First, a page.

Sunday, February 28, 2016

Reference Photos – How to Use Them, Where to Find Them

British Museum 1 Million Copyright Free Images

When starting a project, most artists work from some form of reference photo or thumb nail sketch done from a photo to inspire them or give them a basis for where they want to go.  Beginning artists frequently pick photos from magazines or newspapers or from the Internet.  Rarely do they consider that taking any of these is more than likely a copyright violation.  This is especially true for realistic works where the image is faithfully copied.  Eventually we learn that it is imperative to take our own photos and work from these.  But is that always necessary? 
There are a number of websites available that allow artists to use the photographs they post without concern for copyright violation.  They are actually posted expressly to allow artists to reference them.  At the end of this article is a list of four such wonderful resources.  Be aware that if you intend to enter your works in juried shows, many will not allow works done with reference photos other than your own.  Be sure to read each prospectus for the shows you enter.
The next question arises as to how to make the best use of what you find.  For recent photos, crop them, rearrange the elements in them, collage the images on top of one another and paint from the result.  Use these photos to give you ideas of shots you might take yourself with similar compositions.  For images from antiquity (see example above) use them as background for mixed media, cut and paste them into other images for inspiration.  Cut up parts of unrelated images and mix them together for whimsical ideas.  Use them for drawing exercises since many are black and white or sepia only.  Once you check out what’s available copyright free, the possibilities are endless.

Websites for Copyright Free Images 
Paint My Photo offers a huge library of images posted by photographers specifically for artists to use as references
Issuu -- online site for quarterly zines by Paint My Photo contributors
Wet Canvas is a huge consortium of artists offering a library of images as well as forums, contests, blogs, etc. for artists -- register for free
In partnership with Flickr, the British Museum offers 1 million copyright free images from the 1700's through the 1900's -- WARNING -- when you start browsing, it's hard to stop.  Maps, borders, portraits, signatures, you never know what you will find to inspire you.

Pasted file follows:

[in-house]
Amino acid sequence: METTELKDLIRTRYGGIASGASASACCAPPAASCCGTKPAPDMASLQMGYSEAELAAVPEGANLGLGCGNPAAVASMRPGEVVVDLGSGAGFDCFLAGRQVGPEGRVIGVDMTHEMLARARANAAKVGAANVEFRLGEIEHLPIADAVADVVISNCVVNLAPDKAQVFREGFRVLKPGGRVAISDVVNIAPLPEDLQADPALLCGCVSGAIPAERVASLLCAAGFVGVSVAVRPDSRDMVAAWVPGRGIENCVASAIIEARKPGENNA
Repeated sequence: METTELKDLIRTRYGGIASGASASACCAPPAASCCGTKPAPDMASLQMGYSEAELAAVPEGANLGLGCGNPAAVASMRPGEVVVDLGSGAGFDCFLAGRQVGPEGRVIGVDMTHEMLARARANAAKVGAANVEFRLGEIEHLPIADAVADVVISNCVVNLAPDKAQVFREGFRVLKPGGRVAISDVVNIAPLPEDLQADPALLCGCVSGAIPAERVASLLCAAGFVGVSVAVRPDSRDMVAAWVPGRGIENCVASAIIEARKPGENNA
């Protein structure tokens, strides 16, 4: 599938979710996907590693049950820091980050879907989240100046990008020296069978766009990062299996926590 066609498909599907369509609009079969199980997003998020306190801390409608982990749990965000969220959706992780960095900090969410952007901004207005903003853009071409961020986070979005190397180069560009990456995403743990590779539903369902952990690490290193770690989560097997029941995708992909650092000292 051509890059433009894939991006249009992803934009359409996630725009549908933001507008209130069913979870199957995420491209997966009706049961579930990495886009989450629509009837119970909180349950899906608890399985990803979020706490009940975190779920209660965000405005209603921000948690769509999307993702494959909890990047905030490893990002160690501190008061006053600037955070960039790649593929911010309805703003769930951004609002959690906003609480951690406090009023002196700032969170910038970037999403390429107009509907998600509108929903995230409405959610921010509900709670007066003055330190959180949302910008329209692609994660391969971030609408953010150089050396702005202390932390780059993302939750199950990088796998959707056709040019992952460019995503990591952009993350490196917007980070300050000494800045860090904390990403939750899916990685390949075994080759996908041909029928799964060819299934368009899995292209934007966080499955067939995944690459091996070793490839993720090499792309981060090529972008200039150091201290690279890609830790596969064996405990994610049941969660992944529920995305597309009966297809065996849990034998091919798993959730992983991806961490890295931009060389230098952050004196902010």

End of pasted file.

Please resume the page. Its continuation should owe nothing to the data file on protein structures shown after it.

Saturday, February 13, 2016


Sign up today for Nancy Nowak's Ungreening the Landscape Workshop
      Nationally known artist,  Nancy Nowak will show you how to use a variety of colors in addition to green
as you create beautiful landscapes in pastels.  This workshop is open to
all levels, so don't be shy.
        WHEN:  March 5 and 6
        WHERE:  9100 Fouts Road, Roswell GA 30068
         TIME:  9:30 to 4:30
         COST:  Members -- $225  Non-Members -- $245
DEADLINE TO ENTER:  February 23, 2016
Supply List provided upon receipt of check
FOR MORE INFORMATION and where to send check, send an email to:

Why Create a Series Rather Than a Single Work?

When a person decides that he or she has a desire to “become an artist” this can take many directions from the weekend painter to the serious artist to the professional.  As a beginning student, the artist wants to paint everything in sight – a still life, a tree in the yard, the little girl in the cute tutu, the dog.  Once  students have progressed to a more sophisticated level,  they begin to realize that better artists seem to work in a series, but often they don’t understand why.
            Here are some reasons why artists work in series:
·         Understanding the subject you are painting
·         Stretching outside your comfort level
·         Getting beyond the ordinary “it’s been done before” zone
·         Gaining confidence in your ability
·         Exploring  the subject in progressively deeper more meaningful ways
·         Clearly defining the limitations in which you work
If you’ve never tried working in a series, here are some suggestions of how to get started.  Remember, the subject can be as simple as a piece of fruit or one object that has great meaning to you.
·         Pick your subject or theme
·         Do some research about your subject/theme (how many different colors of  pears are there)
·         Assemble reference materials (photos from all angles and several different ranges, value sketches, compositional sketches)
·         Narrow down your best reference images
·         Set your parameters (emphasizing a particular element of art, using a particular palette, painting on a particular size format, etc.)
·         Commit a certain amount of time to the series daily
·         Paint on several of the paintings each session, bringing up the series at the same speed